A km later we were at the same bifurcation we'd taken a week back, the road to the left leading towards Tso Kar, and our hearts were aching to again take the cut which leads to the enchanting Changthang plateau! However, better sense prevailed, and we marched on towards Manali. The Moreh plains had begun and it was an awesome feeling to drive on them! It was a dream come true for us, and we were enjoying every second of it! Aarti was on the wheel, and looking at the smooth hills on the left, she suddenly felt like driving Kiyang on them. I, of course, is always ready for off-roading action, and we quickly identified a hill which seemed fit for the adventure. Also, this particular hill, by our estimates, seemed exactly west of Tso Kar, and hence if we managed to reach the top, we would have a commanding view of the lake. We were three-quarters of our way up, when we mutually decided not to go any further, since the gradient had increased, and the climb did not look easy anymore. Also, I had seen a couple of Stallions on the road below, and was getting anxious since another shouting from the Army was the last thing I wanted! In hindsight, the climb to the top was doable, although a tad difficult, and would've given excellent views of Tso Kar. :( But I guess with the Manali-Leh highway, there's always a next time! ;-)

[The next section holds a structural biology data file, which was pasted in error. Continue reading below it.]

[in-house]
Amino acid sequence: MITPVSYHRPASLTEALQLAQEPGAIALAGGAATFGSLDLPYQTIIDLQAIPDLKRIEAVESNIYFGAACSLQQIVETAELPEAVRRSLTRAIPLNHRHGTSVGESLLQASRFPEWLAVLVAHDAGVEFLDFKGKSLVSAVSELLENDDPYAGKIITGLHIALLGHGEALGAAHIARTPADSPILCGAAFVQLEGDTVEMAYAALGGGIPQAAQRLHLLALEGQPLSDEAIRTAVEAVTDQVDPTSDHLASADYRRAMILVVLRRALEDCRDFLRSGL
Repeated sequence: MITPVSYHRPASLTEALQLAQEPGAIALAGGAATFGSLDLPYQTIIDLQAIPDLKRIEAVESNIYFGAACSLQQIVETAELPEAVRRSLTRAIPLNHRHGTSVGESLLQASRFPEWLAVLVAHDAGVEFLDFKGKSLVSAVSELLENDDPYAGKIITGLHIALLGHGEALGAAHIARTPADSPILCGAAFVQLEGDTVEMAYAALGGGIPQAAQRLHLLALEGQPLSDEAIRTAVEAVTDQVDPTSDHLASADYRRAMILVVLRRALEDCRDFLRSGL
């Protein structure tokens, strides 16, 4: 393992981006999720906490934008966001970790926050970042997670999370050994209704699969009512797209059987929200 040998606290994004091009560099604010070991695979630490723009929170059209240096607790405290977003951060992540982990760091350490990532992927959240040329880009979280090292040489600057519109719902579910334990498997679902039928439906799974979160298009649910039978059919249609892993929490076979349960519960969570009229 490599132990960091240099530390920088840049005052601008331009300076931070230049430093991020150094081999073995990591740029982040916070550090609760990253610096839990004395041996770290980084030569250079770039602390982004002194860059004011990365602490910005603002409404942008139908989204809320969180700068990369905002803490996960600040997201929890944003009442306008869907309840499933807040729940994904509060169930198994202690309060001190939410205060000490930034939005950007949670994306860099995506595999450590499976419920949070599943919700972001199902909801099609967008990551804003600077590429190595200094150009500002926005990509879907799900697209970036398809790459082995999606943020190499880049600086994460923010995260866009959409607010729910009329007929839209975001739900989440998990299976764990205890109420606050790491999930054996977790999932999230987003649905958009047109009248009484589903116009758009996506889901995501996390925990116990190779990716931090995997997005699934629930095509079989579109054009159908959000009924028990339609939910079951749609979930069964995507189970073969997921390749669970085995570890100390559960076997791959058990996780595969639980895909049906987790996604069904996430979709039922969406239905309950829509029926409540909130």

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The bifurcation at the GREF camp near Debring

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The tarred road on Moreh plains would soon end

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The hill which we climbed is on the extreme left, the one with the narrow green patch on it

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The view below from the hill we climbed, after we'd descended a quarter of our way

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Back on the plains